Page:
John Fountain: Ambushed, when my point was to encourage

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John Fountain urged men to help him read on Thursday last year at south suburban Matteson Elementary School. The men and children pictured here were part of the Real Men Read program, which resumes Thursday Oct. 27 at 7:45 a.m. (Photo: John W. Fountain)

Ambushed. By a brother, no less.

That’s how it felt, giving a presentation this week at south suburban Matteson Elementary School where I was invited to speak again at their annual dad’s day.

“No Father Left Behind: Building Our Children’s Dream Team” was the subject I chose to echo the administration’s vision to encourage dads to be actively involved in their children’s education at the school.


“If I had had a father, just to hold my hand,” I began in poetic recitation, “to show me as a little boy how I should be a man…”

I segued to a PowerPoint, asking the dozens of men there to write a brief note to their son or daughter.

“Never forget, I will always have your back,” one father read aloud.

“I’m still your dad,” read another.

“I love you … I support you.”

Among the videos I showed was a cute clip on a black father cheerleading with his daughter; a stirring video of a black father rushing to the aid of his Olympic runner son. Other videos of good fathers — black and white.

So what was my man’s problem?

Apparently it was a single statistic on one of more than a dozen slides that perturbed him. That 7 out of 10 African-American children live absent their biological father — fact. That, plus a subsequent video on a daddy-daughter dance held at a Virginia jail, apparently got his goat.

Brother-man raised his hand. He proceeded to set me straight about perpetuating “the mythology” of absentee black fathers. To inform me about a Centers for Disease Control and Prevention study, which concluded that black fathers are more involved in their children’s lives than men of all races.

To school me — right then and there — about the systemic issues oppressing black folks. To tell me that was what we really ought to be discussing. And to scold me for presenting family business in front of a few men there who weren’t black.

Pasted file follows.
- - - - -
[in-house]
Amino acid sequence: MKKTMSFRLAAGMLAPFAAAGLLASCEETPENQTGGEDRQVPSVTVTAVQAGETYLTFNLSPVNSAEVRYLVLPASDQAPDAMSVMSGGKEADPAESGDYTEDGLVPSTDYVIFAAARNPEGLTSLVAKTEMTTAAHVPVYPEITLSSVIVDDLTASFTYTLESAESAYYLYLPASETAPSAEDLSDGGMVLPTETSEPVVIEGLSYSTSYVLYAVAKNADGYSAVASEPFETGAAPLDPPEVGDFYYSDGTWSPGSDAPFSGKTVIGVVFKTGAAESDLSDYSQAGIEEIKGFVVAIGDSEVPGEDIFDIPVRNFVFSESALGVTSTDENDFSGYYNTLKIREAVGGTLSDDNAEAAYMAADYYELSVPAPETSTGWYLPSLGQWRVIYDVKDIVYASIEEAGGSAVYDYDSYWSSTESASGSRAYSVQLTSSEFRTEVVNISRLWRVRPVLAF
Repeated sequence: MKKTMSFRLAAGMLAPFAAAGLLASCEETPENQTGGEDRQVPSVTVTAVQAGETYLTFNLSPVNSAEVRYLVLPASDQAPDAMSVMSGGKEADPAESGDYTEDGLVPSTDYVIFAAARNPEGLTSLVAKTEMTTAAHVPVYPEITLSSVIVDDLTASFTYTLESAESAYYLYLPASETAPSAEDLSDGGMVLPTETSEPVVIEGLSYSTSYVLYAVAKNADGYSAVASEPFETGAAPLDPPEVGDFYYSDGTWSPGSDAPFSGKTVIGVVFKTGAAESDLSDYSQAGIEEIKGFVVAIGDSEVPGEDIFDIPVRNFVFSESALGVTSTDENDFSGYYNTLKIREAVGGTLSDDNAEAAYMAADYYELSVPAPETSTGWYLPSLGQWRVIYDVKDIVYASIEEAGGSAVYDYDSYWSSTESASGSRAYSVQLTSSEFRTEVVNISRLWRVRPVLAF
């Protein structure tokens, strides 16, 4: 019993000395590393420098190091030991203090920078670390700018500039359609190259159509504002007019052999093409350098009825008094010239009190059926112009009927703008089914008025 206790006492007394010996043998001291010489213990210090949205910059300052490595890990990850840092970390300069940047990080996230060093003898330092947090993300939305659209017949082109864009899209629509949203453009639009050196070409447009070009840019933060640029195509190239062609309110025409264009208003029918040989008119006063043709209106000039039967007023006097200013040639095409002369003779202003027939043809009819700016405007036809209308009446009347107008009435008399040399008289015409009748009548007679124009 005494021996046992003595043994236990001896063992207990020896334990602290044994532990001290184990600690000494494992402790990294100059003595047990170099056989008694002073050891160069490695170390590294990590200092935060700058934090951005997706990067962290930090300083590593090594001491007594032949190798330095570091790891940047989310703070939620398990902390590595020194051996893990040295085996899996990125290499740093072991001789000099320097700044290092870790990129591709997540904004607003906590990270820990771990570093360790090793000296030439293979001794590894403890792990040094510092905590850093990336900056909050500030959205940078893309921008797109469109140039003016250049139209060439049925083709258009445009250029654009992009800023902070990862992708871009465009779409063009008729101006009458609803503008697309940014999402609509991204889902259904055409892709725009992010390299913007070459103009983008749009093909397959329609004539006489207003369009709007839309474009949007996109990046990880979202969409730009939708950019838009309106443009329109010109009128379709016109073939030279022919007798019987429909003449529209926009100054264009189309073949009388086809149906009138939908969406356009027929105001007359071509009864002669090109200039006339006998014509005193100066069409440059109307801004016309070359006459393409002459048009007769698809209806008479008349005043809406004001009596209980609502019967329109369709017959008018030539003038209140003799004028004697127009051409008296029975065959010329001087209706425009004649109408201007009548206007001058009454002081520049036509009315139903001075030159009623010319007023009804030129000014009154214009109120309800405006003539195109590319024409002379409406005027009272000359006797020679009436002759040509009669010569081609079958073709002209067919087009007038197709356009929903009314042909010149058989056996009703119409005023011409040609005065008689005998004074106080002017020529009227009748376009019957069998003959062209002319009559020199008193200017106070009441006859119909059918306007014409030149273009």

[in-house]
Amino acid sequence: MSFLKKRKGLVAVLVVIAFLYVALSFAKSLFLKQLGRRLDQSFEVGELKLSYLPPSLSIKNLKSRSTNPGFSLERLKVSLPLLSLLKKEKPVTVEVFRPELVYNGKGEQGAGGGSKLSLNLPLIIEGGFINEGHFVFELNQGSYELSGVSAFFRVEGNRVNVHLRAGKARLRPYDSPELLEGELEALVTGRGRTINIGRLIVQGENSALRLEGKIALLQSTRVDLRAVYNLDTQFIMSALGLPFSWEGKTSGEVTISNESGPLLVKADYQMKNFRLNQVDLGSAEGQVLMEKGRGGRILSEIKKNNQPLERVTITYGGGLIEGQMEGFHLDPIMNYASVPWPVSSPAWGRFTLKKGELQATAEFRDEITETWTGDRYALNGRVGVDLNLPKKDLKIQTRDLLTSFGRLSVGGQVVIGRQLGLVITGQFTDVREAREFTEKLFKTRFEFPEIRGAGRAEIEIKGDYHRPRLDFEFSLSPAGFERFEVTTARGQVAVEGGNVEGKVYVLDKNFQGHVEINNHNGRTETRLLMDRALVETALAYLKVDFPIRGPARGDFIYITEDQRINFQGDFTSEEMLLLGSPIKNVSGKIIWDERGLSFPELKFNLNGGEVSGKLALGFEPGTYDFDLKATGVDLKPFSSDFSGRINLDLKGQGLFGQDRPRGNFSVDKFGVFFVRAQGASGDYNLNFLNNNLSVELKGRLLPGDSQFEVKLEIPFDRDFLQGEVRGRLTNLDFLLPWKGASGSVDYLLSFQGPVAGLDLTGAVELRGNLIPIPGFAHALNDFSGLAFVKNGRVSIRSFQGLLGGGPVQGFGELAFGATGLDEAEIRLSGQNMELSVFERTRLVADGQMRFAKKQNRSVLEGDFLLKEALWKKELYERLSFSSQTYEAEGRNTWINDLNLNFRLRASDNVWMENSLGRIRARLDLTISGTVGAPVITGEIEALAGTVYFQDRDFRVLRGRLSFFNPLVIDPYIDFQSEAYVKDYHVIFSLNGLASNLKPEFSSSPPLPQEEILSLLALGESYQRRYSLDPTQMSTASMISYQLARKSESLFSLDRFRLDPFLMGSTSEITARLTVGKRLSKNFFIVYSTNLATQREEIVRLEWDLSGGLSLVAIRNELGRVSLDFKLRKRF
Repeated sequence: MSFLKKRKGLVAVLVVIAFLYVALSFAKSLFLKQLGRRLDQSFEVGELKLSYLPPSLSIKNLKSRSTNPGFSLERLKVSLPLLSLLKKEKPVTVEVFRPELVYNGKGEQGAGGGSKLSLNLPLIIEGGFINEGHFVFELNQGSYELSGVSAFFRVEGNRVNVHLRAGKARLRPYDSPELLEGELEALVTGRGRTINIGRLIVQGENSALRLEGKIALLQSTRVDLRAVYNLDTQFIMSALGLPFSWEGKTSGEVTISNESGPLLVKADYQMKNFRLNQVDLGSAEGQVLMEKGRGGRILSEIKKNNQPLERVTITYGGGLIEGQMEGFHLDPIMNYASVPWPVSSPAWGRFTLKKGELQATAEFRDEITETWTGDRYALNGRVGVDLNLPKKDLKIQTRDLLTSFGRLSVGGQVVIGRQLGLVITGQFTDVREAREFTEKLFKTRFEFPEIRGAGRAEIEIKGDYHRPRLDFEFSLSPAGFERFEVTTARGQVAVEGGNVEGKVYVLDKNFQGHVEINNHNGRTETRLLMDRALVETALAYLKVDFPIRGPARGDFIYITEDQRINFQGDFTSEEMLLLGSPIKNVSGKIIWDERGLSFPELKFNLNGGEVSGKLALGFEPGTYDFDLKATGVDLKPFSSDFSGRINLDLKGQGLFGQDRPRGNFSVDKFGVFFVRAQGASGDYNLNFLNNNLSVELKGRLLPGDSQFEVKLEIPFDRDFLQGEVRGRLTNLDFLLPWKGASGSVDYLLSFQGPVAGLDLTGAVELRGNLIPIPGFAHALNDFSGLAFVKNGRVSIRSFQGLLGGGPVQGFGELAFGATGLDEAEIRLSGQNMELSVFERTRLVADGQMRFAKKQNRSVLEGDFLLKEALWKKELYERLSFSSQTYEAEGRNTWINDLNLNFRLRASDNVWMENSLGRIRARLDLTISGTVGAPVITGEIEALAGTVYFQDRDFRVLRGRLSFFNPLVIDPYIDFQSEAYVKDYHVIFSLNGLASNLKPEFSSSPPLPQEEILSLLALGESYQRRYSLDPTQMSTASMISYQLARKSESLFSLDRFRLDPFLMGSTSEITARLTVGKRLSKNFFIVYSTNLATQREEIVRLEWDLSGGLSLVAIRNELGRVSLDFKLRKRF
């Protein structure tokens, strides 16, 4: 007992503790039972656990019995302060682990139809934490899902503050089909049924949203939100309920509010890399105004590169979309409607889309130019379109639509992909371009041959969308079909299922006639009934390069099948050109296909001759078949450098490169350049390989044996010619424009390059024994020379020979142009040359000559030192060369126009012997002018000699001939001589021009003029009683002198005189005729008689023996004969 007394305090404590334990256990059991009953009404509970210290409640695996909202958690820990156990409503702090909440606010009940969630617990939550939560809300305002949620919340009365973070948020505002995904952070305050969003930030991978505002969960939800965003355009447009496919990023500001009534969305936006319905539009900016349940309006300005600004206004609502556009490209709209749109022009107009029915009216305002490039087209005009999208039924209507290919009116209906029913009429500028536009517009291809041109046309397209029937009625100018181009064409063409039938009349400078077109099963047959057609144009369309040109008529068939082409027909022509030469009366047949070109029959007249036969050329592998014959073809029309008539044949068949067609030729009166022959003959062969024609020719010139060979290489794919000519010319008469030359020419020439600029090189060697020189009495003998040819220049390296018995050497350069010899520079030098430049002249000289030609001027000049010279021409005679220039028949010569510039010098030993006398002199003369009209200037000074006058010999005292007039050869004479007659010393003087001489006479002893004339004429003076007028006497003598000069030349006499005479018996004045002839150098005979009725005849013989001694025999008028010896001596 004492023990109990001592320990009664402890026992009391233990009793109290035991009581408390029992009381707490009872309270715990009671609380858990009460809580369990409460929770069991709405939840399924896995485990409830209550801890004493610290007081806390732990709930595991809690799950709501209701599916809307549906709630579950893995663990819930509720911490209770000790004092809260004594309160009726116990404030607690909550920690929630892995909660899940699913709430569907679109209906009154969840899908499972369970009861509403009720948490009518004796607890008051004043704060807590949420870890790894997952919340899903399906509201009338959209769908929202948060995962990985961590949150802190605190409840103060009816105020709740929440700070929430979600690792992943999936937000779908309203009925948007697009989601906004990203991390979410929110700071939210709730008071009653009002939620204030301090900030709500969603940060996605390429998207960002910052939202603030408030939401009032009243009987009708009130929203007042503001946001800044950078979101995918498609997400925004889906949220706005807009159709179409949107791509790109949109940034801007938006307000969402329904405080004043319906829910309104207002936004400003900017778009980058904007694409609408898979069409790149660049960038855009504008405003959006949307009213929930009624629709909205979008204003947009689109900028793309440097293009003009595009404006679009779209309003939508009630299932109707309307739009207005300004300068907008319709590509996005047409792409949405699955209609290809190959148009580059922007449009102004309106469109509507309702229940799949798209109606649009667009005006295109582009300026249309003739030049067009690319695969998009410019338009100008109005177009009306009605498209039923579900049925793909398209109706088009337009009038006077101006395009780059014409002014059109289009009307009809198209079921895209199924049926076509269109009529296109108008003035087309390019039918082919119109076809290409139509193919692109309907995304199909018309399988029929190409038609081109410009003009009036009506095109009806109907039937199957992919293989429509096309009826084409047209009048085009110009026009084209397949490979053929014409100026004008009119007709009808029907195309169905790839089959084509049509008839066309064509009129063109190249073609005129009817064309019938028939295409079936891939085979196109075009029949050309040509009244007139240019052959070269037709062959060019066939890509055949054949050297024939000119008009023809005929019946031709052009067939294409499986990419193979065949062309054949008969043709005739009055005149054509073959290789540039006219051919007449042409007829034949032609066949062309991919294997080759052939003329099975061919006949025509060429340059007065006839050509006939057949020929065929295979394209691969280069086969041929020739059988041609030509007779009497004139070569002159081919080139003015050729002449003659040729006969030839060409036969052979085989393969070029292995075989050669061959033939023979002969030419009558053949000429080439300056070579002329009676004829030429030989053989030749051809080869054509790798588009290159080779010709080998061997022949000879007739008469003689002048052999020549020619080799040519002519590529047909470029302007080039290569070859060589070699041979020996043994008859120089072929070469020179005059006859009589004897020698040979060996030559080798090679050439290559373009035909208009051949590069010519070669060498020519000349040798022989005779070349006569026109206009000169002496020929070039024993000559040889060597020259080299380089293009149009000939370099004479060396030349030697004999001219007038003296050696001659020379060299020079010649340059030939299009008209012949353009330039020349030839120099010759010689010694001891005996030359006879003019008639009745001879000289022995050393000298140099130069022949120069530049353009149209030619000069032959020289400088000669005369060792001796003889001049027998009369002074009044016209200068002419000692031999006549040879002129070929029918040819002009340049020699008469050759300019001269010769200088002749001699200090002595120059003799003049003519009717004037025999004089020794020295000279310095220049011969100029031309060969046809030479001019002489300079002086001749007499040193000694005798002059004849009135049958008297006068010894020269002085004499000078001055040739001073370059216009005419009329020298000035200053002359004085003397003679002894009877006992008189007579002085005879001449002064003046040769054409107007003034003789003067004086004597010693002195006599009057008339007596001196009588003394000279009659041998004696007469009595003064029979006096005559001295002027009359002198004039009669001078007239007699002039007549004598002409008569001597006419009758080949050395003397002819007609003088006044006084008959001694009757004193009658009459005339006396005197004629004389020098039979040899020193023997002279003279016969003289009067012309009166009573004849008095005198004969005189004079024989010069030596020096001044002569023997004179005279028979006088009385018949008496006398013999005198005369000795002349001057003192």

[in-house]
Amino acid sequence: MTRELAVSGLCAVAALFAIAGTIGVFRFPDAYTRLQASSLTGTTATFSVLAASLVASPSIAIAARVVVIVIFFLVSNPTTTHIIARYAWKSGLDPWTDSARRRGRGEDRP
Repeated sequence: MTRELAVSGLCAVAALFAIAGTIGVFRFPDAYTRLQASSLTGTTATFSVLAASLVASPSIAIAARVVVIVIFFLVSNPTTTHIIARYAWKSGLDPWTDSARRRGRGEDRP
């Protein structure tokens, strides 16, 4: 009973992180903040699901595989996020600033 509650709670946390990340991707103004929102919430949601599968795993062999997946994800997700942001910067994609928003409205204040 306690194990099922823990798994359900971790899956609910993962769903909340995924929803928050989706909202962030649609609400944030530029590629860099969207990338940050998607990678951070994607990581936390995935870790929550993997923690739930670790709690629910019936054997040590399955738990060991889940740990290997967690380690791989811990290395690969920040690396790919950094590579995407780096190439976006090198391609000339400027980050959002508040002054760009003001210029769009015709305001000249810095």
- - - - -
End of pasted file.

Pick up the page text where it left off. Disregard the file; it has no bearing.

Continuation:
I calmly responded, the atmosphere hissing like a punctured tire. I reiterated that my whole point was to encourage. That even when preaching to the choir sometimes the goal is to create ambassadors to lead fathers back to the fold.

I had planned to say as much before the brother so rudely and arrogantly interrupted me from completing my presentation, including a final video on the school’s Thursday morning reading program, which I spearheaded last year and that drew scores of men — black and white — from across Chicago. (We’re starting again this Thursday.)

I could have responded that I am deeply concerned about what ails black folks and have spent a lifetime writing about our uplift and doing something about it. Or that I am equally concerned about false or conspiracy narratives that always blame the system while completely absolving us of responsibility, and denying the power of self-determination, hard work, education and will.

That 2013 CDC study does not — cannot — refute that far too many black children grow up in homes without fathers, or our presence. We’re still in crisis, man. Wake up!

There are indeed engaged black fathers. The men present that morning were proof.

We’re on the same team. We need other men. We can’t afford to fumble. Be encouraged.

That’s my message. What’s wrong with that?

Damn. Makes me wanna holler, throw up both my hands. But it’s not about me. It’s about the children.

Later, I told the brother face to face, that he was “out of place.” That I would never have done that to him.

No ambush. Brother to brother.


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